Thursday, 16 July 2009

Harry Potter and the Halfblood Prince

There may be one or two inhabitants of desert islands or Tibetan monasteries who do not know who the halfblood prince is, or which well-known Potter character dies in this movie, and it’s a matter of honour and Britsh reserve as much as common decency to let them discover for themselves. However, if you had forgotten, you will be able to refresh your memory this summer in cinemas up and down the land.

The Potter oevre continues to unfold reliably, with a few touches of fun but no major revelations or amazements this time out. Each separate film is a fresh pearl on the string, or whatever Stockhausen said about tone rows, so as well as consistency it needs development and individual colouring sufficient to stand up alone. In these terms, this film is a bit flatter in tone than some of the series, but will probably not disappoint any but the most diehard Potterholics. One problem is that the climax of this movie, involving death of said famous Potter character, is clearly a set-up for the next outing. In years to come when all six, or seven, films are shown back to back, this will not be a problem. For now it leaves a slightly awkward taste in the mouth. The kids are great, and apparently the Vatican, after a slightly false start branding HP as Satanic Propaganda has now decided he is a Good Thing after all. The Obamas agree. Who wouldn’t? This week we are potion making, so, potion-making fans, you’re in for a particular treat. The kids, of all ages, are brilliant.
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Hogwarts is lumbering, however, through embarrased fumbling UK adolescence. As the wand work gets ever more ingenious and competent, our chums become more spotty and sweaty — a unique kind of bottled up, so embarrassed and, well, British, that it should keep the colonials chuckling as they stare in horror at the sheer repressed gormlessness of it all. Some bonkeroid neocon think tanks believe the Caucasian population of Europe is dooomed. One reason non-Caucasians are breeding so voracoiusly, if they are, is that, unlike the middle class Brits, they acquire the skill to ask a girl out before the age of 40. So, Hogwarts ain’t no Casino Royale. Buffy at the same age would have the lot of them for breakfast. But you probably knew that.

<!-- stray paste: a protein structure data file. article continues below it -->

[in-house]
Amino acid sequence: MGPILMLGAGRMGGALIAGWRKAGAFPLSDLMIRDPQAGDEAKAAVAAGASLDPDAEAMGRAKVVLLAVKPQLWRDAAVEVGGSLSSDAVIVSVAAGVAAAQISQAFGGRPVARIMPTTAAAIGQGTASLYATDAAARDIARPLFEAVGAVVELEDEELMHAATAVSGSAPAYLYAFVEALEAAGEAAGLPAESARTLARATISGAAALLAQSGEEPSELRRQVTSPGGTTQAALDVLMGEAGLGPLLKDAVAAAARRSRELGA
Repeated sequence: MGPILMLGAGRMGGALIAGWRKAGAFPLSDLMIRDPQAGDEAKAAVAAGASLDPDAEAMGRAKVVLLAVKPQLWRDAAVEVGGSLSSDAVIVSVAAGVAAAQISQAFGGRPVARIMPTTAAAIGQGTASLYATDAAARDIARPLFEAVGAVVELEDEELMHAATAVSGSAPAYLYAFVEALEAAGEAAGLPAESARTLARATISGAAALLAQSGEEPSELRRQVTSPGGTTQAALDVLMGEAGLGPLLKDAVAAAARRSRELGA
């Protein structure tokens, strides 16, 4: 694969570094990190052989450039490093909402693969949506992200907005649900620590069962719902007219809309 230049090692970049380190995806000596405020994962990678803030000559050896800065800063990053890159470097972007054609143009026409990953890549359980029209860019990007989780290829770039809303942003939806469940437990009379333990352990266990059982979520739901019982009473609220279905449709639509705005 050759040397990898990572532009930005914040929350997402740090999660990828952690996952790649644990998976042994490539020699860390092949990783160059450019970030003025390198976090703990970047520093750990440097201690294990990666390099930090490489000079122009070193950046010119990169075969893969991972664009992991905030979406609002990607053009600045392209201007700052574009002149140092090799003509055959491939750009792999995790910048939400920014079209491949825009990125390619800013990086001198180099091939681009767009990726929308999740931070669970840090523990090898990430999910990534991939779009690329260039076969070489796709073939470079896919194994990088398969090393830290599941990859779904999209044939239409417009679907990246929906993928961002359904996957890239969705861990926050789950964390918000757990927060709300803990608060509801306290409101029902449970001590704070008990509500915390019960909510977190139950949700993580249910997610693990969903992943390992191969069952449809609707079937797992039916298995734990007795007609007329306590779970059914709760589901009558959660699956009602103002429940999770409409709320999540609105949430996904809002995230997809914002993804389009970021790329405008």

The darkness quotient is sufficient unto the day thereof, but probably a tad lighter than last time out. We in our local fleapit, were delighted by a little voice among us at the end of some serious CGI fireworks in a cave piping up and saying “is the scary bit over now?” Even at the tender age of seven, she obviously understands how the genre works. There are a few genuine laughs on screen, too. It’s all very good natured.

Whilst not exactly Christian propaganda à la Narnia, the conceptual and imaginative framework within which the story works continues to be almost entirely Western Christian love, sacrifice and atonement theology. Indeed we learn during this film that there is officially more power in the blood of Harry Potter than in the blood of Albus Dumbledore. Eat your heart out, Billy Graham. The marque is far from exhausted, however, and a big finish will be along in one, or perhaps two, movies’ time. I can’t wait but, sadly, I and several million others will have to.

2 comments:

Kurt said...

"Buffy would have the lot for breakfast." Too funny.

Thanks for the well written article. I put down my thoughts as well on my blog earlier this morning.

http://osc-religionandpopculture.blogspot.com/

maggi said...

"one or two inhabitants of desert islands or Tibetan monasteries "... oops, that'll be me, then. Off to the cinema for me

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